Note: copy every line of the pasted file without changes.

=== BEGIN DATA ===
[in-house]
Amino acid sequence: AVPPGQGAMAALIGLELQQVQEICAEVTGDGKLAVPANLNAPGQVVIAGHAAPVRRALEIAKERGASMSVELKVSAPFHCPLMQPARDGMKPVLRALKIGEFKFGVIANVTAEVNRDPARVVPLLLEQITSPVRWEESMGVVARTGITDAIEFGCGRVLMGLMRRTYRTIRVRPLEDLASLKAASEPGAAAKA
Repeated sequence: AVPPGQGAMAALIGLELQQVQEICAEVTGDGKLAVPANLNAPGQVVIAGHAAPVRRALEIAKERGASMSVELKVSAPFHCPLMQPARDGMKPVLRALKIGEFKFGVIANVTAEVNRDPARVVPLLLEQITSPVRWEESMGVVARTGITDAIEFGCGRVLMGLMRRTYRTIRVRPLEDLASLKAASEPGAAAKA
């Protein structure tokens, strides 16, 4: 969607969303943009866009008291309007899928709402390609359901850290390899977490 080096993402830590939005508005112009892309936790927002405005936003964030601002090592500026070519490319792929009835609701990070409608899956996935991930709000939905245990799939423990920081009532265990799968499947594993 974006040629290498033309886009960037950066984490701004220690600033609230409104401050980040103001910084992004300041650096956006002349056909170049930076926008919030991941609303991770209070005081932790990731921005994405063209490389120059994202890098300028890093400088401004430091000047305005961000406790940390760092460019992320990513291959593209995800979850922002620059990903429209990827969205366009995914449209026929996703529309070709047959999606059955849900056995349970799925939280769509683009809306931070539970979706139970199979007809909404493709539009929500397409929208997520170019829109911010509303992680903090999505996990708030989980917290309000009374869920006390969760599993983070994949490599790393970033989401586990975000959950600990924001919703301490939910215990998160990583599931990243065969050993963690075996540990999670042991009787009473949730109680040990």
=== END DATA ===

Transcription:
[in-house]
Amino acid sequence: AVPPGQGAMAALIGLELQQVQEICAEVTGDGKLAVPANLNAPGQVVIAGHAAPVRRALEIAKERGASMSVELKVSAPFHCPLMQPARDGMKPVLRALKIGEFKFGVIANVTAEVNRDPARVVPLLLEQITSPVRWEESMGVVARTGITDAIEFGCGRVLMGLMRRTYRTIRVRPLEDLASLKAASEPGAAAKA
Repeated sequence: AVPPGQGAMAALIGLELQQVQEICAEVTGDGKLAVPANLNAPGQVVIAGHAAPVRRALEIAKERGASMSVELKVSAPFHCPLMQPARDGMKPVLRALKIGEFKFGVIANVTAEVNRDPARVVPLLLEQITSPVRWEESMGVVARTGITDAIEFGCGRVLMGLMRRTYRTIRVRPLEDLASLKAASEPGAAAKA
């Protein structure tokens, strides 16, 4: 969607969303943009866009008291309007899928709402390609359901850290390899977490 080096993402830590939005508005112009892309936790927002405005936003964030601002090592500026070519490319792929009835609701990070409608899956996935991930709000939905245990799939423990920081009532265990799968499947594993 974006040629290498033309886009960037950066984490701004220690600033609230409104401050980040103001910084992004300041650096956006002349056909170049930076926008919030991941609303991770209070005081932790990731921005994405063209490389120059994202890098300028890093400088401004430091000047305005961000406790940390760092460019992320990513291959593209995800979850922002620059990903429209990827969205366009995914449209026929996703529309070709047959999606059955849900056995349970799925939280769509683009809306931070539970979706139970199979007809909404493709539009929500397409929208997520170019829109911010509303992680903090999505996990708030989980917290309000009374869920006390969760599993983070994949490599790393970033989401586990975000959950600990924001919703301490939910215990998160990583599931990243065969050993963690075996540990999670042991009787009473949730109680040990």